Data can also empower citizens by enabling more informed decision-making. For example, by providing information on voter registration centres, Kenya’s GotToVote! system increased voter awareness – and, consequently, turnout.
By enabling economic growth and innovation, data also has the power to create opportunities. In Ghana, the Esoko platform is helping smallholder farmers maximise the value of their crops by providing useful information about increasingly complex global food chains.
Finally, data can assist governments, NGOs, and citizens in solving major problems. Dengue has been endemic since 2009 in Paraguay. Recently, open data helped researchers develop a new tool for predicting outbreaks of the disease.
4. Data can be an asset in development While these impacts are apparent in both developed and developing countries, we believe that open data can have a particularly powerful role in developing economies.
Where data is scarce, as it often is in poorer countries, open data can lead to an inherently more equitable and democratic distribution of information and knowledge. This, in turn, may activate a wider range of expertise to address complex problems; it’s what we in the field call “open innovation”.
This quality can allow resource-starved developing economies to access and leverage the best minds around.
And because trust in government is quite low in many developing economies, the transparency bred of releasing data can have after-effects that go well beyond the immediate impact of the data itself.
5. The ingredients matter To better understand why some open data projects fail while others succeed, we created a “periodic table” of open data (below), which includes 27 enabling factors divided into five broad categories.
For those who can truly unlock the potential of open data – from practitioners to policy-makers – this table could serve as a checklist of the factors and ingredients to be considered and addressed. Researchers assessing the impact of an open data project can also use it to determine what variables made a difference.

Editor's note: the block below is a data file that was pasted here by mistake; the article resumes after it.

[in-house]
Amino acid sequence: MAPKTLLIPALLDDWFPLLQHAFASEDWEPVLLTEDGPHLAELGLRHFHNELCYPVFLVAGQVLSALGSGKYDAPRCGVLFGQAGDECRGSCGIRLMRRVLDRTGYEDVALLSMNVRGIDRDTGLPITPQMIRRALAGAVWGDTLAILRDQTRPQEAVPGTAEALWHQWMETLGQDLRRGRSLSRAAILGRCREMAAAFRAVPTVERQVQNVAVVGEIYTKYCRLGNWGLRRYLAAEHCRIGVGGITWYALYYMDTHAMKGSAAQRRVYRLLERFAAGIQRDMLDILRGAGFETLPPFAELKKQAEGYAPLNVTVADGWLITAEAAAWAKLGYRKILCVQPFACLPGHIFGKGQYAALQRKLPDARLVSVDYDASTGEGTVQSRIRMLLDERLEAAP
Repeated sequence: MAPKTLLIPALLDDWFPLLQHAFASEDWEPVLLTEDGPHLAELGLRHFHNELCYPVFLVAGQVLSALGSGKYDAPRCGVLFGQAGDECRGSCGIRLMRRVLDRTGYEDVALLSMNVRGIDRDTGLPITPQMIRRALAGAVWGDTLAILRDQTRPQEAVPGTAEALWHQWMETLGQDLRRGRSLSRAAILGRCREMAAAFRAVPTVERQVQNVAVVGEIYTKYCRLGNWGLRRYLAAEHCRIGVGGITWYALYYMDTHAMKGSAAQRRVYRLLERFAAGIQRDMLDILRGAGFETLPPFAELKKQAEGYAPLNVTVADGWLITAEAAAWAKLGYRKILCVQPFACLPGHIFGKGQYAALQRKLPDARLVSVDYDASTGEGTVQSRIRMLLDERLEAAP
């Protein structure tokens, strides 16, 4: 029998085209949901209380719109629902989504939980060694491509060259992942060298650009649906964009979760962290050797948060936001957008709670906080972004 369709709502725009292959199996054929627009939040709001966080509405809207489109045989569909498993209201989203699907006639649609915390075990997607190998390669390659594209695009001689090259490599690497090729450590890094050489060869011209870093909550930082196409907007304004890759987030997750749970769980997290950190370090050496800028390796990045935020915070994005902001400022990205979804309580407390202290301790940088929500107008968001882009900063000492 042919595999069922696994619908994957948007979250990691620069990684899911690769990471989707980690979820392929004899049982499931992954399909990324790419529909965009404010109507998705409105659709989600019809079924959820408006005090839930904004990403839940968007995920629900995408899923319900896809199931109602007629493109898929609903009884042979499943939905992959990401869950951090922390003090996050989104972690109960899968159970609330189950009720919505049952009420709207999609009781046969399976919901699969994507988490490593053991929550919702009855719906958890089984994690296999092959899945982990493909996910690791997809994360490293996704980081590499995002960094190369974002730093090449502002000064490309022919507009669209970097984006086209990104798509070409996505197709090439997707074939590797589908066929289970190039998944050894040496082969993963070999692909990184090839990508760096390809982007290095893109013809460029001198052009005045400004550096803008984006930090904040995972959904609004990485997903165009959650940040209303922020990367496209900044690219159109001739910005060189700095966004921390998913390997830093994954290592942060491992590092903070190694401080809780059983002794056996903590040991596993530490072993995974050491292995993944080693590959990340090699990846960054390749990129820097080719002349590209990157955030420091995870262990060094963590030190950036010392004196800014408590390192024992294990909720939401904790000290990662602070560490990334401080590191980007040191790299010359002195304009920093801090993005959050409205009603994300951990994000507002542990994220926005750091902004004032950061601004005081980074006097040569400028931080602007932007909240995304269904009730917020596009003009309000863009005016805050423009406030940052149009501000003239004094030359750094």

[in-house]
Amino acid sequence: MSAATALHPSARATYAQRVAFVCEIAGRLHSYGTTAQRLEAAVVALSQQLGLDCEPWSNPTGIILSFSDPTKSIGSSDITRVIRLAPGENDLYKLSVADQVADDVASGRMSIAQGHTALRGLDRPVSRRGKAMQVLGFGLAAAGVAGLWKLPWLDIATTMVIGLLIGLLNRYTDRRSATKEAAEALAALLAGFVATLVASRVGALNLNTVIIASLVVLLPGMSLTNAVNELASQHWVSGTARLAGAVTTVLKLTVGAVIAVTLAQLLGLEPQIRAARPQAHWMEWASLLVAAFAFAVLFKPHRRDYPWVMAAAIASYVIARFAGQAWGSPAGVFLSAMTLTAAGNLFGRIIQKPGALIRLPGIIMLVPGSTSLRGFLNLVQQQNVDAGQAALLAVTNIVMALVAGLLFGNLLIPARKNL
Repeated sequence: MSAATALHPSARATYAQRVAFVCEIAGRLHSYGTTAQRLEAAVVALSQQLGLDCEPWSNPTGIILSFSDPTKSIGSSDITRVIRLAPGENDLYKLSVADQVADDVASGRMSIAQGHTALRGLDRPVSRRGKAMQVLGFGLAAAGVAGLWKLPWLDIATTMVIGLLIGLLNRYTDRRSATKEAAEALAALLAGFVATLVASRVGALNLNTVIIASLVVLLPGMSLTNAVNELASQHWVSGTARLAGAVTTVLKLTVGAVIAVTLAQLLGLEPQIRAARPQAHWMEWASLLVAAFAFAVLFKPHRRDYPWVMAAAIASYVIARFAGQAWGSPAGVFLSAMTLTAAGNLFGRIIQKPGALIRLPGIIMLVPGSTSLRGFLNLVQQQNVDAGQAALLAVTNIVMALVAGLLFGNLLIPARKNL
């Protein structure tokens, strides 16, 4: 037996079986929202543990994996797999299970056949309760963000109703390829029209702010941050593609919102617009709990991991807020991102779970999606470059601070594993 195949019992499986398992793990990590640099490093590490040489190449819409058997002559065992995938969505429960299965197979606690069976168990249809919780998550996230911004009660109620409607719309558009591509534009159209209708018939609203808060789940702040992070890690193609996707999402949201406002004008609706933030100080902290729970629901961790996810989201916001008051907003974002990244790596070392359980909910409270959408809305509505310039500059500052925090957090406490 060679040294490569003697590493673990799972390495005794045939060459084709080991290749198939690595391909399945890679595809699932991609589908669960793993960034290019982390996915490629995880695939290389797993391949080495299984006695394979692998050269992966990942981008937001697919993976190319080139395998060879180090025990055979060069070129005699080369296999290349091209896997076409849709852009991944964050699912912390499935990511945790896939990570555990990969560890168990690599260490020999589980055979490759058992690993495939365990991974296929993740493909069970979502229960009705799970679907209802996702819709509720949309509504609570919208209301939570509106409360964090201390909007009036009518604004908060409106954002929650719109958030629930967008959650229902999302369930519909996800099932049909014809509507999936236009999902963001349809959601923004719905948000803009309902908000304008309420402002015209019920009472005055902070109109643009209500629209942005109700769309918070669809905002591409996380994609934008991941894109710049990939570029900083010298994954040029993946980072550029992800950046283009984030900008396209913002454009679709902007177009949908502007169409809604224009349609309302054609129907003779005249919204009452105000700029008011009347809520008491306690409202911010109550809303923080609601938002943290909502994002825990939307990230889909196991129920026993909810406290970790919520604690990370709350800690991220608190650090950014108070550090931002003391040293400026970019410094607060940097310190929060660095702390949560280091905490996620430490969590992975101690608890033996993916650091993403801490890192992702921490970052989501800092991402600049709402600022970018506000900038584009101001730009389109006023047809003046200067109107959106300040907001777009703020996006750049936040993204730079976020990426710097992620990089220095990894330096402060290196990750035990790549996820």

6. We can plan for impact Our report ends by identifying how development organisations can catalyse the release and use of open data to make a difference on the ground.
· Define the problem, understand the user, and be aware of local conditions;
· Focus on readiness, responsiveness and change management;
· Nurture an open data ecosystem through collaboration and partnerships;
· Have a risk mitigation strategy;
· Secure resources and focus on sustainability; and
· Build a strong evidence base and support more research.
In short, while it may still be too early to fully capture open data’s as-of-yet muted impact on developing economies, there are certainly reasons for optimism.
Much like blockchain, drones and other much-hyped technical advances, it’s time to start substantiating the excitement over open data with real, hard evidence.
The next step is to get systematic, using the kind of analytical framework we present here to gain comparative and actionable insight into if, when and how open data works. Only by getting data-driven about open data can we help it live up to its potential.
This article was co-authored by Andrew Young, Knowledge Director at the GovLab.
Stefaan G. Verhulst, Co-Founder and Chief Research and Development Officer of the Governance Laboratory, New York University
This article was originally published on The Conversation. Read the original article.